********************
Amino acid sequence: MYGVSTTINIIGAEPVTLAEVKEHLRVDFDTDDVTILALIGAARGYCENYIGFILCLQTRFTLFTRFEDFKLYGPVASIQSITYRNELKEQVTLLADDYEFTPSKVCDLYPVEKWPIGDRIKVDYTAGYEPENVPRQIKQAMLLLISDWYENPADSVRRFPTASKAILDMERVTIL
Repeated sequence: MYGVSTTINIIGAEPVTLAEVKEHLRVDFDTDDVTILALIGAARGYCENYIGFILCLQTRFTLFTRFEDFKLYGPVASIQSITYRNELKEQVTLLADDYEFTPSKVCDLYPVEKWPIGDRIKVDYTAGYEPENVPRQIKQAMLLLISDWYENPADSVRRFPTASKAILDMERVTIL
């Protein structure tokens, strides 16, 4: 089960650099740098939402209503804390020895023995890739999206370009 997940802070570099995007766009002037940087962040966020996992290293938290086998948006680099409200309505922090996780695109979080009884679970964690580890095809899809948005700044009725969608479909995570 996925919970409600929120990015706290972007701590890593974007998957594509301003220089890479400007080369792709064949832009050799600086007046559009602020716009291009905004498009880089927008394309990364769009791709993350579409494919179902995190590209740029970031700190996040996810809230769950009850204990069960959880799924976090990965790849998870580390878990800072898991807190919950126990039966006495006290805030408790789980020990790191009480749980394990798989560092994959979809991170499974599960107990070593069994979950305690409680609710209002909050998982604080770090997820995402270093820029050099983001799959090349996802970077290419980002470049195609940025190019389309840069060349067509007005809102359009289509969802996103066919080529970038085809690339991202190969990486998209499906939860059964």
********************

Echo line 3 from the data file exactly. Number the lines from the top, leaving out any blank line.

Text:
């Protein structure tokens, strides 16, 4: 089960650099740098939402209503804390020895023995890739999206370009 997940802070570099995007766009002037940087962040966020996992290293938290086998948006680099409200309505922090996780695109979080009884679970964690580890095809899809948005700044009725969608479909995570 996925919970409600929120990015706290972007701590890593974007998957594509301003220089890479400007080369792709064949832009050799600086007046559009602020716009291009905004498009880089927008394309990364769009791709993350579409494919179902995190590209740029970031700190996040996810809230769950009850204990069960959880799924976090990965790849998870580390878990800072898991807190919950126990039966006495006290805030408790789980020990790191009480749980394990798989560092994959979809991170499974599960107990070593069994979950305690409680609710209002909050998982604080770090997820995402270093820029050099983001799959090349996802970077290419980002470049195609940025190019389309840069060349067509007005809102359009289509969802996103066919080529970038085809690339991202190969990486998209499906939860059964």